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Arizona takes on ASU with plenty to prove

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NCAA Basketball: St. John at Arizona Darren Yamashita-USA TODAY Sports

Allow me to break some news here: Winning is more fun than losing.

When you win, all things seem possible. A team heavily relying on a trio of freshmen looks like it could make a run to the Final Four, while the coach who is leading them appears to have rediscovered his mojo.

Winning also allows for flaws to be concealed, or at the very least ignored.

So, perhaps it should not come as a surprise that as the Arizona Wildcats have lost three out of four games doubt has begun to creep in. Is this team talented enough to beat good teams? Are the players tough enough to win a game in which they don’t play well?

Is Sean Miller the right man to lead the program?

While I believe the answers to those questions are yes, probably and yes, the truth is these last few weeks have done enough to give one pause when trying to predict what the Wildcats are capable of.

Even Miller, 13 games into the season, doesn’t seem to have a clear read on things. In his press conference Thursday the coach talked about how players need to play for the program and not necessarily themselves.

Selfishness was not supposed to be part of the mix this season, and maybe it isn’t. This very well could be a case of young players still finding their way, which itself would not be unreasonable.

Nico Mannion, Josh Green, Zeke Nnaji have all played in just 13 career college games, while of the rest of the rotation players, only Chase Jeter, Dylan Smith and Ira Lee have played significant minutes for Arizona before this season.

In other words, this is still a pretty “new” team.

Does that excuse have validity? No one was talking about that or using it as a crutch when Arizona reeled off nine straight wins to start the season. Yet, for all the great things that were said about the team then and all the lofty predictions that came with them, entering league play the Wildcats are not guaranteed a spot at the top of the conference.

“If you’d ask about a Pac-12 championship, we’re just, we’re not even on the radar,” Miller said. “It’s about us being a good team, a better team and being the most ready we can for a very good team in ASU.”

How good a team ASU is can certainly be debated, as they’ve hung tough with some good teams this season but also lost to St. Mary’s by 50. The Sun Devils did sweep the Cats last season, though, and right now represent the first opportunity for Arizona to show it is capable of tangible improvement.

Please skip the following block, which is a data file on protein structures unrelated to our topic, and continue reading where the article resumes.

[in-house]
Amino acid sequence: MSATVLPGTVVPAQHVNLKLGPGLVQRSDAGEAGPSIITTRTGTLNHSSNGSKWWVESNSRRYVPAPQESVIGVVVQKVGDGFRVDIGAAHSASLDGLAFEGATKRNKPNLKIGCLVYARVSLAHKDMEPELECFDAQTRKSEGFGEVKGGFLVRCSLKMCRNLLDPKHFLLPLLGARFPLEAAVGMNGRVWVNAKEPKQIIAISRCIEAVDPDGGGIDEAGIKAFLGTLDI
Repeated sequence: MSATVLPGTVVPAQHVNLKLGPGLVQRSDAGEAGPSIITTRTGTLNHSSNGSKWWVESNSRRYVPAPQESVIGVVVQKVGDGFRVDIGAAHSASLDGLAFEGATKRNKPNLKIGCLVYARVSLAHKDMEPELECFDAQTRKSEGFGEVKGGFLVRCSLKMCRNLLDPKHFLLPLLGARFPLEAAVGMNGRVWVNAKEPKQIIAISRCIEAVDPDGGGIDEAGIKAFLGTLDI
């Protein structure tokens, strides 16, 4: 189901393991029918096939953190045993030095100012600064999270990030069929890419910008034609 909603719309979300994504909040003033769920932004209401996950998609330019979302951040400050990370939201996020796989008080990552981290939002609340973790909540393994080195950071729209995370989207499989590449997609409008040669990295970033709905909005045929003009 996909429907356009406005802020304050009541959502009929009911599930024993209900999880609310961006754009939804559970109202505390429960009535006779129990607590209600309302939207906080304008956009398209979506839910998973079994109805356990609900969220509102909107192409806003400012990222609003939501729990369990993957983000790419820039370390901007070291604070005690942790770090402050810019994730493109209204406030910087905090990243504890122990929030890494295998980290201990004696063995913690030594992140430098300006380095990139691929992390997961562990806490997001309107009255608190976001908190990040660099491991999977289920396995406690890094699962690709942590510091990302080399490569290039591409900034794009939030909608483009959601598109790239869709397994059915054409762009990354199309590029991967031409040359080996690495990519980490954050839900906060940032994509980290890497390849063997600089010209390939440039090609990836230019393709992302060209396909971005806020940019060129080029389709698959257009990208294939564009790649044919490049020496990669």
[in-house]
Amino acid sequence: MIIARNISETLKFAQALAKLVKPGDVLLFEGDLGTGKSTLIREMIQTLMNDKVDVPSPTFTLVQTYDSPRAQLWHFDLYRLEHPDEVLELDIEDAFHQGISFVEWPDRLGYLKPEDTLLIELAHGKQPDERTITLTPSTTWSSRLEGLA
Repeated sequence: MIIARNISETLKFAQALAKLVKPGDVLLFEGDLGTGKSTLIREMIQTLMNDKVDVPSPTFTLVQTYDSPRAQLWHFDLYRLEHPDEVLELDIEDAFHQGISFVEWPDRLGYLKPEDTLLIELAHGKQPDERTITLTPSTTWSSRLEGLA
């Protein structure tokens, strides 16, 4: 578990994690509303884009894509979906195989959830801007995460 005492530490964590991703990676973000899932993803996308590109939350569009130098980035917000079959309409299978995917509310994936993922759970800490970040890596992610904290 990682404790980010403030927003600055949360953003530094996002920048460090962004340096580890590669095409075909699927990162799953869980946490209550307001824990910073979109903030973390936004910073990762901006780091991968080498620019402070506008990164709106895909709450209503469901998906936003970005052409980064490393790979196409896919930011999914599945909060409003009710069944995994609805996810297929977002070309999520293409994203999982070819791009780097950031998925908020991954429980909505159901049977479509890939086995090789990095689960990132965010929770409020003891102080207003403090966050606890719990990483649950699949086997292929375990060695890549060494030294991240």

If Arizona plays close to its best, the game should not be particularly close. Unlike last season, the more talented roster makes its home in Tucson, not Tempe, and it appears health will be on the Wildcats’ side, too, as Stone Gettings will make his return after missing the last five contests.

None of that guarantees a win, especially if the Wildcats haven’t improved since we last saw them.

Miller pointed to defensive rebounding, shot selection and fouling less as areas that demand the most improvement, and he’s not wrong. Arizona has been less-than-good on the glass and has too often sent opponents to the free throw line. Their shooting, especially lately, has also been lackluster.

Fortunately each of these issues would appear to be correctable. Arizona has the size to be good at rebounding, the length and quickness to play defense without fouling and multiple players with the ability to make shots.

Despite their recent struggles, it is important to note that in each of the three losses Arizona fought back from double-digit deficits and gave themselves a chance. While they don’t play well for 40 minutes this is a team that doesn’t quite, which is a trait that will serve them well the rest of the way.

Of course, even better than a team that can make a comeback is one that doesn’t need to. Ideally a couple of weeks between games provided enough time to rest and refocus, improve at the little things that have been problematic.

After hosting Arizona State the Wildcats head to Oregon for dates with the Ducks and Beavers, respectively, before coming home to face Utah and Colorado. Without the luxury of a big non-conference victory, Arizona’s margin for error in Pac-12 play is about as thin as many fans’ patience with the program.

It’s important to remember that this is still the same team that started off the season so well, featuring all the players that had people dreaming of what could be. Losses have a way of clouding the picture, and no doubt Arizona has room to improve.

The important thing is they have the ability to, which means wins are coming.